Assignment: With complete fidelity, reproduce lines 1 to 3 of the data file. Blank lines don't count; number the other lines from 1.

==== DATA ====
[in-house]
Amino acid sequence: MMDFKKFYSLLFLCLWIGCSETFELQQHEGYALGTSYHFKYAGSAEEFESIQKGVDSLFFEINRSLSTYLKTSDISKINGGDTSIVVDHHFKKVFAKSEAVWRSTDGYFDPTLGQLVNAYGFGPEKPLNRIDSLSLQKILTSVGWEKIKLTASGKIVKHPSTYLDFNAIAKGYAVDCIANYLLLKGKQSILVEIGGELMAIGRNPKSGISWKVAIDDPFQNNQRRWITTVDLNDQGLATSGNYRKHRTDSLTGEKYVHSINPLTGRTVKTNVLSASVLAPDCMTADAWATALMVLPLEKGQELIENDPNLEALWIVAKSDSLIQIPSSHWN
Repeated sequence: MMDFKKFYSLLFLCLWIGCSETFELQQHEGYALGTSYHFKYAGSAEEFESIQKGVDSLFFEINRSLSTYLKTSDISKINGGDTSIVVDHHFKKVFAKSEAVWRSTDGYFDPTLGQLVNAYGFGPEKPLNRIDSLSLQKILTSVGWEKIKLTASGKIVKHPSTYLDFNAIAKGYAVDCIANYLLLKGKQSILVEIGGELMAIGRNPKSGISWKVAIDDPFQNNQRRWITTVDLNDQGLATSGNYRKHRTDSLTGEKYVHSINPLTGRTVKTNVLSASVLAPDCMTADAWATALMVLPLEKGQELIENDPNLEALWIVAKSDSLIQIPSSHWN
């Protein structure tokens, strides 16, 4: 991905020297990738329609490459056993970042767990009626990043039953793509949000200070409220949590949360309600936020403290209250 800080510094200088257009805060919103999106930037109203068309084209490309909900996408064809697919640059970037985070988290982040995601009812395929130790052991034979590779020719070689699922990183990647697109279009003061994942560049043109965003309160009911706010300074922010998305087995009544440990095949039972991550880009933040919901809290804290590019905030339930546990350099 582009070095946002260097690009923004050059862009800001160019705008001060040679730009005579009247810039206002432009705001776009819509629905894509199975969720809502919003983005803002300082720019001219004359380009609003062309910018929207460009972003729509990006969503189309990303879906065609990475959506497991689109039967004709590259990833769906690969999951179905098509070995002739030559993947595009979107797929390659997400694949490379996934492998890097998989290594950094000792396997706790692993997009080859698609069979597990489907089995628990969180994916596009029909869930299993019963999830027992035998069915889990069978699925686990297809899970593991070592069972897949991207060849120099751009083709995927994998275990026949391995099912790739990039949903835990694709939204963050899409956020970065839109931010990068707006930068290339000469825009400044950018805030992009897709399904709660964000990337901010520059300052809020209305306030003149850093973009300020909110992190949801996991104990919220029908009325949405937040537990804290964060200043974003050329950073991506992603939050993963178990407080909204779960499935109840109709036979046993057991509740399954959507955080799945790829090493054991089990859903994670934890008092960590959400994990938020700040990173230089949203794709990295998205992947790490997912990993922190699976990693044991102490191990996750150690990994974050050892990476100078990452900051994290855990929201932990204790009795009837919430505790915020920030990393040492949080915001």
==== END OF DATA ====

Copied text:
[in-house]
Amino acid sequence: MMDFKKFYSLLFLCLWIGCSETFELQQHEGYALGTSYHFKYAGSAEEFESIQKGVDSLFFEINRSLSTYLKTSDISKINGGDTSIVVDHHFKKVFAKSEAVWRSTDGYFDPTLGQLVNAYGFGPEKPLNRIDSLSLQKILTSVGWEKIKLTASGKIVKHPSTYLDFNAIAKGYAVDCIANYLLLKGKQSILVEIGGELMAIGRNPKSGISWKVAIDDPFQNNQRRWITTVDLNDQGLATSGNYRKHRTDSLTGEKYVHSINPLTGRTVKTNVLSASVLAPDCMTADAWATALMVLPLEKGQELIENDPNLEALWIVAKSDSLIQIPSSHWN
Repeated sequence: MMDFKKFYSLLFLCLWIGCSETFELQQHEGYALGTSYHFKYAGSAEEFESIQKGVDSLFFEINRSLSTYLKTSDISKINGGDTSIVVDHHFKKVFAKSEAVWRSTDGYFDPTLGQLVNAYGFGPEKPLNRIDSLSLQKILTSVGWEKIKLTASGKIVKHPSTYLDFNAIAKGYAVDCIANYLLLKGKQSILVEIGGELMAIGRNPKSGISWKVAIDDPFQNNQRRWITTVDLNDQGLATSGNYRKHRTDSLTGEKYVHSINPLTGRTVKTNVLSASVLAPDCMTADAWATALMVLPLEKGQELIENDPNLEALWIVAKSDSLIQIPSSHWN